Zone Cooling Replacing Whole Home Air Conditioning

A lot of people get confused over the difference between zone cooling and whole home cooling, so this article sets out to explain what each of these is and how they differ from one another.

Air conditioning in the home or workspace can be an expensive necessity with rising fuel costs, so it makes sense to try and cut costs by having your system run as efficiently and economically as possible.

The Whole House Air Conditioning Problem

The main problem with a typical whole house or central home AC is that it cools the entire home, whether certain rooms are occupied or not. It's just like having a single switch that turns on or off all the lights at the same time.

zone air conditioningThis situation may have been acceptable many years ago when electricity costs were very cheap. But now that prices have gone through the roof and continue to rise year out, it simply does not make sense to waste so much money and natural resources.

It would make much more sense to be able to only cool those rooms in the house that are actually occupied by people, while leaving unoccupied rooms untreated until someone decides they want to go in there. Of course, the convenience-minded person would argue that a room should be ready cooled before they enter it.

If they had to turn on a cooler in as they entered, they would need to wait for it to cool down.

Mini Split AC Addresses the Problem

A sensible alternative to whole house cooling is the mini split AC system (also called ductless units). They are being promoted extensively but unfortunately they cost 3-4 times as much as central systems per ton to buy and install.

This solution is far better because it uses a smaller packaged air conditioning unit in each room with remote control for ease of use and they don't take up much space. It is a better solution than opting for even the best portable air conditioners which require floor space in each room and venting through an open window.

Window AC Units

A similar alternative is the window AC, but you need to mount them on the outside of a window if you do not want see or hear them. They also require an external window to be present which is not always possible.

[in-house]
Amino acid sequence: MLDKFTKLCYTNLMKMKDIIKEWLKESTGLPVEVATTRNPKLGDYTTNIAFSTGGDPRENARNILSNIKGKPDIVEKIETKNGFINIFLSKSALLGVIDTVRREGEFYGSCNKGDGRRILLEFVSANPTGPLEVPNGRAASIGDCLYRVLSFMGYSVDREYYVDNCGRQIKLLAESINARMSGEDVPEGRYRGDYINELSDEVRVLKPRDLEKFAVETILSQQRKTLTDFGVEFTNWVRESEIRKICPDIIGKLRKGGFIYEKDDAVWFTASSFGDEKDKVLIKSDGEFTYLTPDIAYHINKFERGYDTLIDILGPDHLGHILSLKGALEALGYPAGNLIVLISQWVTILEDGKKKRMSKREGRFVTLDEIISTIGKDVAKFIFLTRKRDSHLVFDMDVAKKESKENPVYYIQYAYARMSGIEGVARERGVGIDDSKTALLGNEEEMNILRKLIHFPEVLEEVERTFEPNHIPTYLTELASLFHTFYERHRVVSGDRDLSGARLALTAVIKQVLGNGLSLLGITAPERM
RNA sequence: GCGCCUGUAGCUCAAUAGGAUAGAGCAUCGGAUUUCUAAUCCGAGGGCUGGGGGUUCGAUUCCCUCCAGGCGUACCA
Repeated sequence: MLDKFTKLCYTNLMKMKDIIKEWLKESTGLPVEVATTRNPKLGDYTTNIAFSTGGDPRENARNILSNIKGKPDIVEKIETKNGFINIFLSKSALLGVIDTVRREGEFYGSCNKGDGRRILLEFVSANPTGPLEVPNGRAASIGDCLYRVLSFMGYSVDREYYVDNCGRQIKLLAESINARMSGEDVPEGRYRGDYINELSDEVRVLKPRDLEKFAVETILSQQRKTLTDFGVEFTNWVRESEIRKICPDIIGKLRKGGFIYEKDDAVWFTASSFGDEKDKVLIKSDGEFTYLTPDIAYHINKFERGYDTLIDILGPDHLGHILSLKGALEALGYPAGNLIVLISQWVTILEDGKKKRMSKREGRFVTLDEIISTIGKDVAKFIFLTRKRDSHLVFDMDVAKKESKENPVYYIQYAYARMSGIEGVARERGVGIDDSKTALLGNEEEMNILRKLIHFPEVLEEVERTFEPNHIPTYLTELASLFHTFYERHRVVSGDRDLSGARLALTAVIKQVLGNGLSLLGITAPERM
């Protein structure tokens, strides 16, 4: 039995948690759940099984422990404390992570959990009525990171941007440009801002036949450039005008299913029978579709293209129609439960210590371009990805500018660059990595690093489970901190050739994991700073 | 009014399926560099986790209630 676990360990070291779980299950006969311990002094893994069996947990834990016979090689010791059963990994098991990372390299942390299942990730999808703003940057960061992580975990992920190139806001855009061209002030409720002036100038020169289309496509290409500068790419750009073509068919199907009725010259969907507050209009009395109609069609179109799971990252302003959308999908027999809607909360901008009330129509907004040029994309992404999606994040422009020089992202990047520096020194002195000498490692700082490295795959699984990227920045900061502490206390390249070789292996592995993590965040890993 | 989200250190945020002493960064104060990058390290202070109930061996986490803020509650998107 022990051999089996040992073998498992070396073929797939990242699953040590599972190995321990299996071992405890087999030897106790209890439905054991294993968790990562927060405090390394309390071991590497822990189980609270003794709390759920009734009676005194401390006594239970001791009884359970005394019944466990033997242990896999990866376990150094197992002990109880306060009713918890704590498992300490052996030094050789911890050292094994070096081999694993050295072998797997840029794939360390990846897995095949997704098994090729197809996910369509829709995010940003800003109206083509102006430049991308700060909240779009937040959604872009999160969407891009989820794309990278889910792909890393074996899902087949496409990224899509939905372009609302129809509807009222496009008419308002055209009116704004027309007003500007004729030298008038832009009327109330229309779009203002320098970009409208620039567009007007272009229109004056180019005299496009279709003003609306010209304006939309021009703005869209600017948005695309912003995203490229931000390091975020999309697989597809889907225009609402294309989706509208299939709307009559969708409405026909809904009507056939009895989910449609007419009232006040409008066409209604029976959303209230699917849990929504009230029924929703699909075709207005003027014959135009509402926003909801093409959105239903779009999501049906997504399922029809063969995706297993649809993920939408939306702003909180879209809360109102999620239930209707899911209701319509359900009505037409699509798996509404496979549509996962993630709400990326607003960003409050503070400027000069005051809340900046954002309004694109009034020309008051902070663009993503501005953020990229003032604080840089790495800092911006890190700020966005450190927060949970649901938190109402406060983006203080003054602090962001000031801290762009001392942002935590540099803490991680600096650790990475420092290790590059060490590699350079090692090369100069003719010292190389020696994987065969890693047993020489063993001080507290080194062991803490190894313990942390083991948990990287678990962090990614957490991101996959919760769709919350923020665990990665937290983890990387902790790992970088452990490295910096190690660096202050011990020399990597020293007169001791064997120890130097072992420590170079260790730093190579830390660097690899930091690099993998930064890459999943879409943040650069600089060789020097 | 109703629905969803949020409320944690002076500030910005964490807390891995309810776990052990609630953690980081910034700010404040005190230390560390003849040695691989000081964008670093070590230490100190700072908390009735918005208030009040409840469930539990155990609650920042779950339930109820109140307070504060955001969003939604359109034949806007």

By using sound damping material mounted in flexible ducts or rigid ducting, it is possible to allow these units not to run more quietly and not be so easily heard from inside a room. This is a perfect way to cool your bedroom on those hot summer nights dropping the indoor temperature to a cool 75F.

When they are mounted in this way, there is a clear advantage as it's simply a case of turning on the zone you happen to be in. Window AC units can be purchased from a discount eBay seller for example for as a low as $200 for a 12,000 BTU unit (British Thermal Unit), rather than paying top dollar in local hardware stores.

The advantages of using this approach are:

  1. You never need to replace an old central AC costing over $10,000 as with a typical high SEER AC home system upgrade
  2. If a single, smaller, standalone zone AC unit fails, the replacement costs are around $200 and there's no need to hire an expensive HVAC contractor to install the new one.
  3. On those rare, very hot days (like when it hits 110F) there's still the old central AC that you can turn on first for a while until the smaller zone units take over the cooling load.
  4. If your home has a typical, modern solar power system, powering 3 to 4 smaller zone ACs should be possible during the day. This kind of system would certainly not be able to run a large, 4 ton central AC installation!

The Benefit of Installing Zone Systems

The main benefit of this type of setup is cost saving and greater efficiency on a room-by-room basis. You only cool occupied rooms and save on electricity costs by having unoccupied rooms closed off and their mini-split units turned off.

You can solve many cost and sizing problems with a zone damper system by a company like Honeywell. For each zone, you can install dampers at the air handler then run a thermostat to each zone to drastically improve each zone's dynamic cooling requirements.

This solution can be a lot cheaper than having to buy and retrofit a lot of window units and far less expensive than refitting a central AC system.

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